10 Principles of Independent Living
Source: Statewide Independent Living Council of Illinois
1. Civil Rights – equal rights and opportunities for all; no segregation by disability type or stereotype.
2. Consumerism – a person ("consumer" or "customer") using or buying a service or product decides what is best for him/herself.
3. De-institutionalization – no person should be institutionalized (formally by a building, program, or family) on the basis of a disability.
4. De-medicalization – individuals with disabilities are not "sick," as prescribed by the assumption of the medical model and so not require help from certified medical professionals for daily living.
5. Self-help – people learn and grow from discussing their needs, concerns, and issues with people who have had similar experiences; "professionals" are not the source of the help provided.
6. Advocacy – systemic, systematic, long-term, and community-wide change activities are needed to ensure that people with disabilities benefit from all the society has to offer.
7. Barrier-removal – in order for civil rights, consumerism, de-institutionalization, de-medicalization, and self-help to occur, architectural, communication and attitudinal barriers must be removed.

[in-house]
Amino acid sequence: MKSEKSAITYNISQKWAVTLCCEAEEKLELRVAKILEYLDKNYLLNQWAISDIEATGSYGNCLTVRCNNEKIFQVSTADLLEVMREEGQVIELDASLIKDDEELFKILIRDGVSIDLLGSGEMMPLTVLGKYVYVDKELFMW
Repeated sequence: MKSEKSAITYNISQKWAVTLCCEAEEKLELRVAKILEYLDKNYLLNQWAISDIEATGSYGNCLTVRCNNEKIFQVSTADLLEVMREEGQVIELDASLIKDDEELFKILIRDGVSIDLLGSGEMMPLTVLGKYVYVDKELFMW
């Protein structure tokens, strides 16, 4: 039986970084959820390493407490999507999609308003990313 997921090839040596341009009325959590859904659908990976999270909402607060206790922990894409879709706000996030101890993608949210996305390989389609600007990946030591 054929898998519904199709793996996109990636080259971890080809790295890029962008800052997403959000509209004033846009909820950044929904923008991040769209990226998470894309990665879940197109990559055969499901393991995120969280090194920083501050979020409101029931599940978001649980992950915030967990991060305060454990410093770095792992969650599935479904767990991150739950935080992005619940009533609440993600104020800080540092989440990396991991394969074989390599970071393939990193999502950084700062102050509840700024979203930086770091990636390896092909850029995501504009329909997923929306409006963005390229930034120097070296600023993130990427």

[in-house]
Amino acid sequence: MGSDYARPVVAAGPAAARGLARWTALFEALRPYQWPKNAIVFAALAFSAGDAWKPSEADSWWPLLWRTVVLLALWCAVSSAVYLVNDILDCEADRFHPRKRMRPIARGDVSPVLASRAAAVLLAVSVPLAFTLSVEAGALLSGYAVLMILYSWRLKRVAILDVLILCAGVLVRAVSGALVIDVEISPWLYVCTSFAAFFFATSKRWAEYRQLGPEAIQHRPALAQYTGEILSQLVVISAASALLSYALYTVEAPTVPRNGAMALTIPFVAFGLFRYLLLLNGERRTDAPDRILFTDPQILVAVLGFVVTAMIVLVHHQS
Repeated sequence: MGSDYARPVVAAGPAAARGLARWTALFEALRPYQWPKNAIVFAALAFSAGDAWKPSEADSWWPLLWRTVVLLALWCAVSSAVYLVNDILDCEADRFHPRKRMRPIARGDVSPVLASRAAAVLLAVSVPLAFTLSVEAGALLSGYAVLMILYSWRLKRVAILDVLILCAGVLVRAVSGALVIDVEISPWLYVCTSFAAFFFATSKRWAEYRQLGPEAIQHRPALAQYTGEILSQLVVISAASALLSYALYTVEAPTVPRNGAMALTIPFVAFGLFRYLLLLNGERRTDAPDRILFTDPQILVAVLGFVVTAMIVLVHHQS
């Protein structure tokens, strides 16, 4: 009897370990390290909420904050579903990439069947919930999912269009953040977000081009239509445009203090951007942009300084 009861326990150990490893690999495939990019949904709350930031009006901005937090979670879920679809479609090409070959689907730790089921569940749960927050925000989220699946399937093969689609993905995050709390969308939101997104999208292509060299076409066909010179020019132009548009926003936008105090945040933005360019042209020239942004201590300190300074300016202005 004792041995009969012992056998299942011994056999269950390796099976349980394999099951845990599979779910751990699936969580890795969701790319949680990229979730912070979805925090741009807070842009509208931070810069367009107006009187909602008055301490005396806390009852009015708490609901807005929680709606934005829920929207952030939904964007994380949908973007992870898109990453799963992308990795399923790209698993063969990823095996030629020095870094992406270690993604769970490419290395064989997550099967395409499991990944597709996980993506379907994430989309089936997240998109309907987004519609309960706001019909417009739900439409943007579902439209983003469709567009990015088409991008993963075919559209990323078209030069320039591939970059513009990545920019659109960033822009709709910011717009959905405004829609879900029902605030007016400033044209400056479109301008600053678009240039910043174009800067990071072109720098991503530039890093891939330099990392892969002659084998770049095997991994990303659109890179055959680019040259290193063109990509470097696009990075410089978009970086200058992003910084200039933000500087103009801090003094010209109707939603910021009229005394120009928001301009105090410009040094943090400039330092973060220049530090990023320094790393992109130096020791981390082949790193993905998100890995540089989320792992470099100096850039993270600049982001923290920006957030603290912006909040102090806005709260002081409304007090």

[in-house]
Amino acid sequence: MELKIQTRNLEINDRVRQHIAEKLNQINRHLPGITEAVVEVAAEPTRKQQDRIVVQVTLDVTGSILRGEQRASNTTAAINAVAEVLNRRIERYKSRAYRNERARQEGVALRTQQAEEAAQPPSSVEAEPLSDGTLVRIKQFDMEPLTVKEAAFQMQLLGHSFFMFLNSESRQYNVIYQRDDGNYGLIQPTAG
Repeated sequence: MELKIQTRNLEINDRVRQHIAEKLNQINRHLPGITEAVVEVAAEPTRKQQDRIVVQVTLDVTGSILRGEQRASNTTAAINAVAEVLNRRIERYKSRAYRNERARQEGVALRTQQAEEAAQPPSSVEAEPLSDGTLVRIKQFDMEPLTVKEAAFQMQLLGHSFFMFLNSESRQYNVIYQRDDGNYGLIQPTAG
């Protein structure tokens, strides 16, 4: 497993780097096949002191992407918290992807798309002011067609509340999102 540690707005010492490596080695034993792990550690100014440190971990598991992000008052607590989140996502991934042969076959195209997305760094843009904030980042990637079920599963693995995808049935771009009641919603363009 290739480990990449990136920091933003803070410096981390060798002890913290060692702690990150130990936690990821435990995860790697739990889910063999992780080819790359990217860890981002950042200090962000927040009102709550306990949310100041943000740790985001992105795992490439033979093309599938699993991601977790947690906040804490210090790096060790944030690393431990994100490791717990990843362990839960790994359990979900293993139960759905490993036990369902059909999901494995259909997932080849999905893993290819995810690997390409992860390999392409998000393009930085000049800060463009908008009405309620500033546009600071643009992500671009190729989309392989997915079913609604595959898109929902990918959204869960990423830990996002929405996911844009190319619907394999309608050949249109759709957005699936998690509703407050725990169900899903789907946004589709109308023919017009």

8. Consumer control – the organizations best suited to support and assist individuals with disabilities are governed, managed, staffed, and operated by individuals with disabilities.
9. Peer role models – leadership for independent living and disability rights is vested in individuals with disabilities (not parents, service providers or other representatives).
10. Cross-disability – activities designed to achieve the first five principles must be cross-disability in approach, meaning that the work to be done must be carried out by people with different types of disabilities for the benefit of all persons with disabilities.